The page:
By the use of HYV seeds the productivity of food grains increased remarkably and a good proportion of the rice and wheat produced during the green revolution period was sold by the farmers in the market. India achieved self-sufficiency and self-reliability in food grains.

8. Explain 'growth with equity' as a planning objective.


Only growth of the country can not improve the kind of life which people are living. A country can have high growth; the most modern technology developed in the country itself, and also has most of its people living in poverty. It is important to ensure that the benefits of economic prosperity reach the poor sections as well instead of being enjoyed only by the rich. So, in addition to growth, equity is also important: every Indian should be able to meet his or her basic needs such as food, a decent house, education and health care and inequality in the distribution of wealth should be reduced. This should be our planning objective.

9. Does modernisation as a planning objective create contradiction in the light of employment generation? Explain.


No, modernisation as a planning objective does not contradict employment generation. In fact, both modernisation and employment generation are positively correlated. By modernization we mean adoption of new technology to increase the production of goods and services. For example, a farmer can increase the output on the farm by using new seed varieties instead of using the old ones. Similarly, a factory can increase output by using a new type of machine. This does not cut down the employment generation opportunity rather this facilitate the manpower in their works. The only thing we need to train our human resources.
The use of modern technology and input will raise the productivity and, consequently, the income of the people that will further raise the demand for goods and services. In order to fulfill this increased demand, there will be more job opportunities that will lead more people to be hired and, hence, more employment opportunities will be generated. Hence, both modernisation and employment generation are not contradictory but are complementary to each other.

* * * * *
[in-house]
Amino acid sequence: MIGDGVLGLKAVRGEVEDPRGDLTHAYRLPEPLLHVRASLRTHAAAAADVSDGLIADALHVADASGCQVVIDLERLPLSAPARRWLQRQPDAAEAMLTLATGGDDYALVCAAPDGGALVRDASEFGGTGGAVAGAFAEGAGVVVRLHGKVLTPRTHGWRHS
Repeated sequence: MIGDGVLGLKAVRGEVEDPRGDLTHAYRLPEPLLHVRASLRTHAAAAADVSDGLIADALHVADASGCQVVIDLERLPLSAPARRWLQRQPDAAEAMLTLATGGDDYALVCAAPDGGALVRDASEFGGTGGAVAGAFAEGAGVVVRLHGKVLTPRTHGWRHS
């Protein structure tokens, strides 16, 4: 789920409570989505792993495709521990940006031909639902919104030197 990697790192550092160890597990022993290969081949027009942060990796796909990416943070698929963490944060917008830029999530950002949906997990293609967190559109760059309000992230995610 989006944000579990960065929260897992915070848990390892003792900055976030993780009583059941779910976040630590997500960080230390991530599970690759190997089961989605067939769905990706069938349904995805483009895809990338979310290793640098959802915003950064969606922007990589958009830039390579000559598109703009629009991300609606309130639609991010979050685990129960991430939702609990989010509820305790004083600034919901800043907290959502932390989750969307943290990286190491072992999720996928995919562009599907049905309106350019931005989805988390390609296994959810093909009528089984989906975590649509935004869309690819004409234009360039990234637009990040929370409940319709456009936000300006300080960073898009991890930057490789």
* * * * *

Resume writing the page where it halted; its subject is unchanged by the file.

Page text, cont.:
10. Why was it necessary for a developing country like India to follow self-reliance as a planning objective?


It was necessary for a developing country like India to follow self- reliance as a planning objective. as otherwise, it would increase the country's dependence on foreign products. Further, it was feared that dependence on imported food supplies, foreign technology and foreign capital may make India’s sovereignty vulnerable to foreign interference in our policies.

11. What is sectoral composition of an economy? Is it necessary that the service sector should contribute maximum to GDP of an economy? Comment.


The GDP of a country is derived from the different sector’s of the economy, namely the agricultural sector, the industrial sector and the service sector. The contribution made by each of these sectors makes up the structural composition of the economy.
Yes, it is necessary that at the later stages of development, service sector should contribute the maximum to the total GDP. This phenomenon is called Structural Transformation. With the development the share of agriculture declines and the share of industry become dominant. At higher levels of development, he contribution of service sector becomes more than the two other sectors. This has been observed in the case of developed economies of the world.

12. Why was public sector given a leading role in industrial development during the planning period?


At the time of independence, Indian industrialist did not have the capital to undertake investment to industrial ventures required for the development of our economy, nor was the market big enough to encourage industrialist to undertake major projects even if they had the capital to do so. It is principally for these reasons that the state had to play an extensive role in promoting the industrial sector. In addition, the decision to develop the Indian economy on socialist lines led to the policy of the state controlling the commanding heights of the economy.